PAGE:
Keith Veronese – Rare: The High-Stakes Race to Satisfy Our Need for the Scarcest Metals on Earth (1)

rare   – Highlight Loc. 77-79 : To put the amount of platinum on Earth in an easier-to-visualize light, imagine if one took all the platinum mined in the past several decades and melted it down; the amount of molten platinum would barely fill the average home swimming pool.
– Highlight Loc. 81-82 : Osmium, rhenium, iridium, ruthenium, and even gold exist in smaller quantities, much less than one part per billion, while some are available in such small concentrations that no valid measurement exists.
– Highlight Loc. 82-87 : On the extreme end of the scarcity spectrum is the metal promethium. The metal is named for the Greek Titan Prometheus, a mythological trickster who is known for stealing fire from the gods. Scientists first isolated promethium in 1963 after decades of speculation about the metal. Promethium is one of the rarest elements on Earth and would be very useful if available in substantial amounts. If enough existed on the planet, promethium could be used to power atomic batteries that would continue to work for decades at a time. Estimates suggest there is just over a pound of promethium (the most recent estimates suggest five hundred and eighty-six grams) within the crust of the entire planet.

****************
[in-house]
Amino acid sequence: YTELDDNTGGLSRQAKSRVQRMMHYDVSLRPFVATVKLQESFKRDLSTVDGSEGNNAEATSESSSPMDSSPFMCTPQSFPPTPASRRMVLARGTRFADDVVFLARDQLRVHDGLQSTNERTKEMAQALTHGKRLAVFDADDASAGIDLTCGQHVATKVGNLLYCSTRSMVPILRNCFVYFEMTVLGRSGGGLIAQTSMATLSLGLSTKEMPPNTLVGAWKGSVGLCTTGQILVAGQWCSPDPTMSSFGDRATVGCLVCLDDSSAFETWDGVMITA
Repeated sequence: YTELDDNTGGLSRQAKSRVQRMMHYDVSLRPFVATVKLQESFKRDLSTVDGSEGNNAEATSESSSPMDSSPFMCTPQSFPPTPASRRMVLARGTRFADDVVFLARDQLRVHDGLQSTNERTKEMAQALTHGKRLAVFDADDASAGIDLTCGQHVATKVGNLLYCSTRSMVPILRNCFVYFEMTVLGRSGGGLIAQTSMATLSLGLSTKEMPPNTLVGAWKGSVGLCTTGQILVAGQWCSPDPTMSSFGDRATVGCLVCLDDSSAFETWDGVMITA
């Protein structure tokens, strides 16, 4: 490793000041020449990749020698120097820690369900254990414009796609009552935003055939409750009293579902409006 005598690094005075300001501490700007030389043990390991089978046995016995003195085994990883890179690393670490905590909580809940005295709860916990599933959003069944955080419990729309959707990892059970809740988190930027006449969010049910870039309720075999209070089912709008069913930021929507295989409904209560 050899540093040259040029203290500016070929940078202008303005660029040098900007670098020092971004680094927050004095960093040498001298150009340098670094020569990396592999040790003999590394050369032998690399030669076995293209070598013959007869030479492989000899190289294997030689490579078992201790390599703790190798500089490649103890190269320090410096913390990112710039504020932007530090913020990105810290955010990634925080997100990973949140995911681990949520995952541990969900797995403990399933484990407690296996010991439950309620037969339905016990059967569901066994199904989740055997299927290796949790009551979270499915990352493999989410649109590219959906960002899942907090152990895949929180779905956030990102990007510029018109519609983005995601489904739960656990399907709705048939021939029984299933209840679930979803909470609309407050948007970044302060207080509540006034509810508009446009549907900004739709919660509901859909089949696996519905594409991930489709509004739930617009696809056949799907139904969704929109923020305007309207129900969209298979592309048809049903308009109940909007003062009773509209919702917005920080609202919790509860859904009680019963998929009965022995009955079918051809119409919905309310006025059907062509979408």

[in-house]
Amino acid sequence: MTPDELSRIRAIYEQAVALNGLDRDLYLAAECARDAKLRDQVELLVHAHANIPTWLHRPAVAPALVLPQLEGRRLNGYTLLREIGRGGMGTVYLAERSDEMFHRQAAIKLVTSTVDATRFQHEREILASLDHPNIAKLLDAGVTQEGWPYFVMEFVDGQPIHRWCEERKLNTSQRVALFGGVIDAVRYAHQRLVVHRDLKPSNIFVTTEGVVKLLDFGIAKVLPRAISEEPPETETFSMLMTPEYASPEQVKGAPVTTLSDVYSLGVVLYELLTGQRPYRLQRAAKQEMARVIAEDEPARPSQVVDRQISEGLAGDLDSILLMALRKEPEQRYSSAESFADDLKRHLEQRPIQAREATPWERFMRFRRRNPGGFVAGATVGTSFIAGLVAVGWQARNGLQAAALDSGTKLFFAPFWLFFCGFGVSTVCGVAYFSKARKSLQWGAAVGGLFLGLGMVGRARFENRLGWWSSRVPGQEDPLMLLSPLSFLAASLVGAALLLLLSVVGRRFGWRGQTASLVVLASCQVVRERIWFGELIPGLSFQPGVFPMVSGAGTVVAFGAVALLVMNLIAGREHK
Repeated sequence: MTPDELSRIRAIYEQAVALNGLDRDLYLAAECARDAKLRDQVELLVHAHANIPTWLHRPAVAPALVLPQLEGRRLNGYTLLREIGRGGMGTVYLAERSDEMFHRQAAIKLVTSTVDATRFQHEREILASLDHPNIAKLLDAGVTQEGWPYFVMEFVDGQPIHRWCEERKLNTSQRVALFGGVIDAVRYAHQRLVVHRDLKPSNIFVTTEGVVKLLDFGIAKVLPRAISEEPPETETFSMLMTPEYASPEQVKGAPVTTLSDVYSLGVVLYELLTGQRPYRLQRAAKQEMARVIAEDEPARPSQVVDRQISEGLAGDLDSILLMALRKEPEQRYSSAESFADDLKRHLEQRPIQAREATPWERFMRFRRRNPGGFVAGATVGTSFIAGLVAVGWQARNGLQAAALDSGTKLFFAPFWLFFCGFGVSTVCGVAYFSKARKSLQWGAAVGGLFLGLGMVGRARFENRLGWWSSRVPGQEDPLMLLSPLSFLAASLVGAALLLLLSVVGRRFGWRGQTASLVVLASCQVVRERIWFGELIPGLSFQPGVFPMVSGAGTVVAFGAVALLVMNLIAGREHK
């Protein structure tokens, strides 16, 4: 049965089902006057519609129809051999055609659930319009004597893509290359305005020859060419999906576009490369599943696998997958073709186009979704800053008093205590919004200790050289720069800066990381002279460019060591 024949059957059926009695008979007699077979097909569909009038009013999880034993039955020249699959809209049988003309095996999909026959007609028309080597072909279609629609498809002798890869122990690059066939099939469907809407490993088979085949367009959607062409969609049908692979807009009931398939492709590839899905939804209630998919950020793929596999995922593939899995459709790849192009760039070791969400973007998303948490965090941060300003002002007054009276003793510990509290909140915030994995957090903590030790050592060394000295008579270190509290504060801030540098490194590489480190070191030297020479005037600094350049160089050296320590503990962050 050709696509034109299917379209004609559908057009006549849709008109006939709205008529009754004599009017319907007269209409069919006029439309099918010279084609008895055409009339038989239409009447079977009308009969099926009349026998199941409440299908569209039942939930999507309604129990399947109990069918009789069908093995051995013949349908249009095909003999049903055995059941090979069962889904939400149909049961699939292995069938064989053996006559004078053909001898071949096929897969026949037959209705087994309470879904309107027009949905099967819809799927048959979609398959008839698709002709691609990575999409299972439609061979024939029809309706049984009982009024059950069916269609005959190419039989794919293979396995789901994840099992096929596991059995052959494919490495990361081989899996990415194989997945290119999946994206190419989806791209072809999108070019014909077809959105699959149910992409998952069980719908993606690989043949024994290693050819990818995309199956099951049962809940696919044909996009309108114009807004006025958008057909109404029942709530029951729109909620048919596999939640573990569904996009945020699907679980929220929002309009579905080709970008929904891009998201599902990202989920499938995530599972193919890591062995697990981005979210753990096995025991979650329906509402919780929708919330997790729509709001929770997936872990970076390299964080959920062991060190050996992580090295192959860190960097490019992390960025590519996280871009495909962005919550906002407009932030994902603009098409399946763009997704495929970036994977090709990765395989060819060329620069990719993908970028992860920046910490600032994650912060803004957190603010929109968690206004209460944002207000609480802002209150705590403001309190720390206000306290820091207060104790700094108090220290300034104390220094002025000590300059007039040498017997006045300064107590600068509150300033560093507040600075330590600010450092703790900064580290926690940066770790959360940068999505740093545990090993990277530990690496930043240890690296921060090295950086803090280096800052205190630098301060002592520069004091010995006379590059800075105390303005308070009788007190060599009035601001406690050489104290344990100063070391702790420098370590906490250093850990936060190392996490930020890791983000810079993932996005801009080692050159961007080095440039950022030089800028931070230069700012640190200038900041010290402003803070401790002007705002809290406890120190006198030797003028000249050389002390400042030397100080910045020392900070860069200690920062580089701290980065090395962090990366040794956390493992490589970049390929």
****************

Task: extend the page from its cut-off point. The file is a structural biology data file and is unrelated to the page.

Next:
– Highlight Loc. 95-97 : A number of the rare but extremely useful metals we will be talking about are siderophiles. Siderophile is an odd word, meaning „œiron loving” and like metallon, it is of Greek origin. Osmium, gold, palladium, and platinum are four of the twelve metals classified by scientists as siderophiles: elements that seek out iron and bond with this common metal.
– Highlight Loc. 151-54 : In 1886, a chemist in his early twenties ended a five-year academic journey when he discovered a simple but unique process to separate aluminum from ore impurities using electricity. Charles Martin Hall, a professor at Oberlin College, would continue a career as an educator and spend several years teaching in Imperial Japan, but along the way he formed an aluminum-processing company to make use of his newfound process. In time, the company became the industrial giant Alcoa, with Hall serving as vice president.
– Highlight Loc. 178-81 : An extremely recent and highly relevant example of a little-known metal that jumped to the forefront of demand is tantalum. Tantalum is in almost every smartphone, with a sliver in each of the nearly one billion smartphones sold worldwide each year. Prior to this valuable alternative use, tantalum’s only major use was as a conducting filament in turn-of-the-twentieth-century lightbulbs, with the metal quickly replaced by tungsten.
– Highlight Loc. 181-82 : Europium is used to create the color red in liquid-crystal televisions and monitors, with no other chemical able to reproduce the color reliably.

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